Exciting news just in from Coleambally. The district’s irrigation co-operative has assigned 50 megalitres of water for environmental purposes, and delivered it to provide bittern habitat while there is no rice. It’s being used in a drainage channel. Sound strange? Well, it’s in a key bittern area and we know they use such habitats. All of this water would have otherwise continued further west and been available for agricultural use, whereas now only a small proportion will. Innovative trials like this exemplify the possibilities of co-managing water within irrigation areas.
After rice harvest last year, we conducted surveys at suspected non-breeding bittern refuges in the Riverina. It became apparent that a small proportion of the rice-breeding bittern population stays in the region, as the birds we found in winter
were not there in summer when the rice season was back in full swing. They used dams, channels, creek lines and swamps, so there’s a good chance that the drain will be used. It’s also likely the water in this channel will benefit other key species like southern bell frogs.
In Europe, Japan, the USA and other countries, the use of water outside of the rice growing season has seen huge benefits for waterbirds and other biodiversity. In California, for example, the flooding of harvested rice fields provides habitat for several million
migratory shorebirds, geese and ducks.
Drainage channel in Coleambally Irrigation Area set to provide non-breeding bittern habitat.
Constructed wetland near Leeton that supported at least eight bitterns prior to the 2014-2015 rice season.
Last week, Steve Wallace found three bitterns at Rowe’s Lagoon near Goulburn. Given that none had been found there earlier this year, it’s easy to be suspicious about their origin. Similarly, bittern sightings in Canberra this time last year were equally suspicious. Andrew Silcocks from Birdlife Australia reports that there are at least seven presently in or near Melbourne, with the best sites being Tootgarook Swamp and Edithvale-Seaford Wetlands. Again, we suspect that at least some of these bitterns are from rice fields in the Riverina.
Rowe’s Lagoon near Goulburn, NSW; another piece in the non-breeding wetland puzzle for bitterns?
Before we get to the update on Robbie, it’s a good opportunity to thank our key supporters who contributed $500 or more to the Tracking Bunyip Birds
Murrakool Land For Wildlife
NSW Land For Wildlife
Ecological Survey & Management
Birdlife Southern QLD
JM & JE Byron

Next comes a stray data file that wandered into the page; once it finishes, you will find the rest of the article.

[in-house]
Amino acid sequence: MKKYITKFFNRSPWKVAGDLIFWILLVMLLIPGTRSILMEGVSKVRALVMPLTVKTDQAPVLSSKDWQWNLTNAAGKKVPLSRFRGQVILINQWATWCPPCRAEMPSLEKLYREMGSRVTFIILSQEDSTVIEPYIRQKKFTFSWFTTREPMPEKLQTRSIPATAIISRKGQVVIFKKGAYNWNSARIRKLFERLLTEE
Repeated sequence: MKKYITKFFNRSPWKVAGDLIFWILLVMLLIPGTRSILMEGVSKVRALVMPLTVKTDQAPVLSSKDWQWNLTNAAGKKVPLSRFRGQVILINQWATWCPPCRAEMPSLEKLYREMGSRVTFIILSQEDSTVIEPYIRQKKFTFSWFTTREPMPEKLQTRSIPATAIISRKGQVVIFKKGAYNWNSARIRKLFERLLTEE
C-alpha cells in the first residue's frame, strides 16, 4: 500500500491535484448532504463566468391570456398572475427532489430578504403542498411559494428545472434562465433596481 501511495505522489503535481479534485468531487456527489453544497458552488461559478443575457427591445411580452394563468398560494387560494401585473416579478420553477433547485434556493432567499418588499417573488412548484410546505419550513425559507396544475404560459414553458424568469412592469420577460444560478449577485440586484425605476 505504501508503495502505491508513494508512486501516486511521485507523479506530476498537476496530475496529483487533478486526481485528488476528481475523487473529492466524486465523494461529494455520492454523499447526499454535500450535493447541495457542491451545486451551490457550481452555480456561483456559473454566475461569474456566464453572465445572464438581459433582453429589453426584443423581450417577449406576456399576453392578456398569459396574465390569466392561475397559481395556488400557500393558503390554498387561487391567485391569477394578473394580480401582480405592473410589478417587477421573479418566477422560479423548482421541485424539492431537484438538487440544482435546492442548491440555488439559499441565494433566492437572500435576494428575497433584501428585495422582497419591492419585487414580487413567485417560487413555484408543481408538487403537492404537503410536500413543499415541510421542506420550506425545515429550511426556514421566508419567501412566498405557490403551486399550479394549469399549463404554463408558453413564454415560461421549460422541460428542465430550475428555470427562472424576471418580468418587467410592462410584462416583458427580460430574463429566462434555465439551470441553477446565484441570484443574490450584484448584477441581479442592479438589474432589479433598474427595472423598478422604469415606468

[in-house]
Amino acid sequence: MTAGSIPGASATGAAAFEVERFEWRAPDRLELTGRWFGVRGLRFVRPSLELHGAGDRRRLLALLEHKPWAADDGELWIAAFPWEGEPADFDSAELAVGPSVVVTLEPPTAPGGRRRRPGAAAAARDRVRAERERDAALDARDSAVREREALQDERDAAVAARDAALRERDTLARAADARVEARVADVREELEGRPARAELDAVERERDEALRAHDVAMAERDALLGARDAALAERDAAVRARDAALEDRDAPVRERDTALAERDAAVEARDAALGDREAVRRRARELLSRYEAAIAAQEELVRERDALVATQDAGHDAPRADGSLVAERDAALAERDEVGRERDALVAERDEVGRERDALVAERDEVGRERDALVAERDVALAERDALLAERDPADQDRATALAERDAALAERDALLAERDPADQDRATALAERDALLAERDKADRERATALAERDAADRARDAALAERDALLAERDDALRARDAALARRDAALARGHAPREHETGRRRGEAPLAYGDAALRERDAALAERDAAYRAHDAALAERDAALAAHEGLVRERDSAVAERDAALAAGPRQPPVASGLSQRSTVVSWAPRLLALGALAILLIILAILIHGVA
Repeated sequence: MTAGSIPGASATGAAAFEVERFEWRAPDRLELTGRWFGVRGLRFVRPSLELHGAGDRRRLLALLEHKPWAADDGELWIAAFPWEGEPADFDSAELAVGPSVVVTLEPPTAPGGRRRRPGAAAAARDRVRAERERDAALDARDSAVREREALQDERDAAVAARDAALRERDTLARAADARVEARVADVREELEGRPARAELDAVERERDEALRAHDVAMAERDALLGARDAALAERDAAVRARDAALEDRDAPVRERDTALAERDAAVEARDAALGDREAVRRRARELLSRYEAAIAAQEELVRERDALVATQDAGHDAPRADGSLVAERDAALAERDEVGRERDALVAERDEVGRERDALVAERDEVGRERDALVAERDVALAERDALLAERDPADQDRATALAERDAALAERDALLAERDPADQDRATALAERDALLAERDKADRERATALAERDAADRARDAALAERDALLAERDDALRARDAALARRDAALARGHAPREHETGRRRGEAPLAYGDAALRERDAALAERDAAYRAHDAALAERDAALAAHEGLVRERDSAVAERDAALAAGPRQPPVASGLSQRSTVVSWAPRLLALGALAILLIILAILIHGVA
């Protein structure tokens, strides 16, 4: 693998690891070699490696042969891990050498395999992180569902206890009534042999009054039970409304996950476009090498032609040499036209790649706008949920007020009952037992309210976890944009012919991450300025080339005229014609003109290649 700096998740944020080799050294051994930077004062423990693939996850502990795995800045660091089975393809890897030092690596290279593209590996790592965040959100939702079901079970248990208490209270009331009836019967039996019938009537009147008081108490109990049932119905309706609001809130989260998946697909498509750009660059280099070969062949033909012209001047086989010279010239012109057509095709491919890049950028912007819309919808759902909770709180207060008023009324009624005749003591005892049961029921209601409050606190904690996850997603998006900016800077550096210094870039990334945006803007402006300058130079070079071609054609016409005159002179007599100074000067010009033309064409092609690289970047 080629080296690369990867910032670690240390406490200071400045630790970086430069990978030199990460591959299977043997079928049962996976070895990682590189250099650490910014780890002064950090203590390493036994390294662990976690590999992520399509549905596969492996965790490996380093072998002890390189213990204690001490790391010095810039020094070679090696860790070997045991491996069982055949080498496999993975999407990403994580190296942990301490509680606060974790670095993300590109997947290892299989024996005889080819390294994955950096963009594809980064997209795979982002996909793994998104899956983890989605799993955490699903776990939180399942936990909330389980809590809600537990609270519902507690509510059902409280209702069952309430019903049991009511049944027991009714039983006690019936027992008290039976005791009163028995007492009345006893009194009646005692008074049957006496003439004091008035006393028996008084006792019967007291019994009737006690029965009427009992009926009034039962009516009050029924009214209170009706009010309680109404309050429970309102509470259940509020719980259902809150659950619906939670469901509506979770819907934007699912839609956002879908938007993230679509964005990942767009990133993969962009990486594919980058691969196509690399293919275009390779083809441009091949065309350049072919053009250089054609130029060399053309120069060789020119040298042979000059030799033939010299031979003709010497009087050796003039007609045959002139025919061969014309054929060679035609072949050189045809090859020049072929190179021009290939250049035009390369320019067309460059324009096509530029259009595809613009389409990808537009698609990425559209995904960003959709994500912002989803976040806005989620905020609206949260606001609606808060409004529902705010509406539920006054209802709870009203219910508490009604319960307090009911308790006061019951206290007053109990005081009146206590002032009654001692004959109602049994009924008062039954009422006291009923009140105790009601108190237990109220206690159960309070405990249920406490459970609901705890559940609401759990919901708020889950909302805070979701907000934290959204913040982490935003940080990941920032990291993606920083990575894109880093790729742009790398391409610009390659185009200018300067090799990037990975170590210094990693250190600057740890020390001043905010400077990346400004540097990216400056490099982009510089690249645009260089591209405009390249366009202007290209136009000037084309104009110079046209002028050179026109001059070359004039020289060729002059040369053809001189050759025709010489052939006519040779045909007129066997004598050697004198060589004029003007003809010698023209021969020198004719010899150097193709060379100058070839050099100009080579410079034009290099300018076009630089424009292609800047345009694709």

Hayden & Veronica Cudmore
Chris & Sue Hardy
Warren & Alison Lang
Neambah Pty Ltd
Ruth & Len Wade
There were also several other people who wished to remain anonymous. Thanks also go to them.
And special thanks to the following organisations that made contributions of $2500 or more:
Riverina Local Land Services has provided additional funds for Tracking Bunyip Birds, as well as making possible the other key research components of the Bitterns in Rice Project. As always, none of this would be possible without the ongoing support of Australian rice farmers.
Robbie has now been at Long Swamp for almost a month. When the transmitter comes online for eight hours (every 48 hours), his movements typically span between 500 metres and 1 kilometre. He has his favourite spots, but is regularly using an area covering about 200 hectares. Will he eventually fly back to the Riverina in time for the next rice season? Perhaps one or more young females on the coast will be impressed by his future booms and he’ll embrace the permanent sea change.
It’s amazing to think that this young bittern grew hearing the sounds of his booming father, the hum of trucks on the Kidman Way, the calls of Painted Honeyeaters and Superb Parrots in adjacent Boree stands, and now he’s hearing waves off the coast of south-western Victoria.
Now here’s an uncanny coincidence. John Bradford is a rice grower from the Murray Valley and last month we tried to catch a bittern on his farm, unaware that if we’d been successful, it may have moved to John’s other farm, far away. You see, John noticed that Robbie visited his farm near Nelson at the mouth of the Glenelg River. John says he’s amazed to learn that the bitterns he sees while holidaying may well be the same bitterns holidaying from rice crops just like his. The bittern world seems smaller and more connected every day.